Nature’s Social Network: How Plants Actually Communicate
If someone were to tell you that plants have one of the most complex social networks on the planet, you might hold your hand to the back of their head to make sure that they weren’t running a fever. In reality, as crazy as that sounds, it is 100% true. Plants communicate no only with each other, but with all forms of life around them. Millions of years of evolution have made plants quite the little communicators. In some way, they are better at it than we are.
Plants emit a chemical compound when they are damaged or threatened. These warnings are designed to let other plants around them know that there is a threat, and to prepare for it. For instance, when a tobacco plant is being eaten by caterpillars, it releases a chemical that lets other tobacco plants know to create a chemical in their leaves that makes them taste bad to caterpillars, and avoid being eaten.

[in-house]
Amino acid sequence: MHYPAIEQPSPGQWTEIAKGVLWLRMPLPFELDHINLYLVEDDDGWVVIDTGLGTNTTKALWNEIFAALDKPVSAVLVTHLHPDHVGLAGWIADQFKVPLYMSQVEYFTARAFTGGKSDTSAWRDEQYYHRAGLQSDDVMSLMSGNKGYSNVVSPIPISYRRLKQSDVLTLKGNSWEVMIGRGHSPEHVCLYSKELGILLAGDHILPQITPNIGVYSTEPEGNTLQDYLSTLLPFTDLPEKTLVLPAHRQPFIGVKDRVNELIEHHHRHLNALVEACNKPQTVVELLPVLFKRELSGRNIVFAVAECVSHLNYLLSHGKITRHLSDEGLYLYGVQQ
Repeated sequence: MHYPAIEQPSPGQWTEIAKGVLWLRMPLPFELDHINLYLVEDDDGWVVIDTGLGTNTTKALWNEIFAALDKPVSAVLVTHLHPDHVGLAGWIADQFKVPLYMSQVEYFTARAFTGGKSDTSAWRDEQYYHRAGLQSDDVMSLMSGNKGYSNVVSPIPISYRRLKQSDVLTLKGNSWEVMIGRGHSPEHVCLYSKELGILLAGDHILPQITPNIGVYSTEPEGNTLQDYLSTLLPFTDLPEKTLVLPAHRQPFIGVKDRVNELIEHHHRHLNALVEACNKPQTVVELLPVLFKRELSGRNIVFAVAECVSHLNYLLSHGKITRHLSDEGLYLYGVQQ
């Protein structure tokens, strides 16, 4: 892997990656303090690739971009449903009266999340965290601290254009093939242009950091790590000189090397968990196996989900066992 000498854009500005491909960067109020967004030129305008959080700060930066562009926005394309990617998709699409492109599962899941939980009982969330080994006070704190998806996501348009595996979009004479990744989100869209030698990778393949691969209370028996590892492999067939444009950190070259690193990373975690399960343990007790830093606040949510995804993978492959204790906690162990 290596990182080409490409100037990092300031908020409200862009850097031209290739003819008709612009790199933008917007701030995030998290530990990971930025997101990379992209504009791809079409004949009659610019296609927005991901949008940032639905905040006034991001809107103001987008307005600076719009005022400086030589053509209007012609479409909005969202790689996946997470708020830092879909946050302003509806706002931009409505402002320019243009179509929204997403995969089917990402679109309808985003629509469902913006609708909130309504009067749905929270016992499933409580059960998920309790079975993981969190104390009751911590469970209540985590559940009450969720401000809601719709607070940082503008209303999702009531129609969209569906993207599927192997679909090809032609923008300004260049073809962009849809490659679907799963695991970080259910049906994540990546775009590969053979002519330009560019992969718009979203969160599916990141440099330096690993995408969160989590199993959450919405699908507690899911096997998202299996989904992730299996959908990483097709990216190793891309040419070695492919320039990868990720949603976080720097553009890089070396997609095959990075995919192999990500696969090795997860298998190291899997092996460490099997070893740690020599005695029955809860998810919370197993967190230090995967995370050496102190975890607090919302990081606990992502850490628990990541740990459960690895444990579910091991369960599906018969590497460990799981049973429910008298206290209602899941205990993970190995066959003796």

Calls for Help
In the same way that plants can warn other plants, they can also call for help from other species. When certain plants are being eaten by pests, they can release a chemical that attracts other insects that feed on the plant’s parasites. In essence, the plants have a way to call 9-1-1.
Read: Children Disconnected From Nature Won’t Fight To Save It.
Search for Hosts
Parasitic vines use the signals from other plants to detect them. This prevents the vine from going uselessly and attracts them directly to a viable host. Some parasitic vines are even able to mimic their host plants based on the chemical signals it gives off to camouflage itself.
Check out the following video from MinuteEarth that goes into more detail about the complex, fascinating social networks of plants. You’ll never smell fresh cut grass the same way again, now that you know it is the grass’ way of saying that it’s been injured!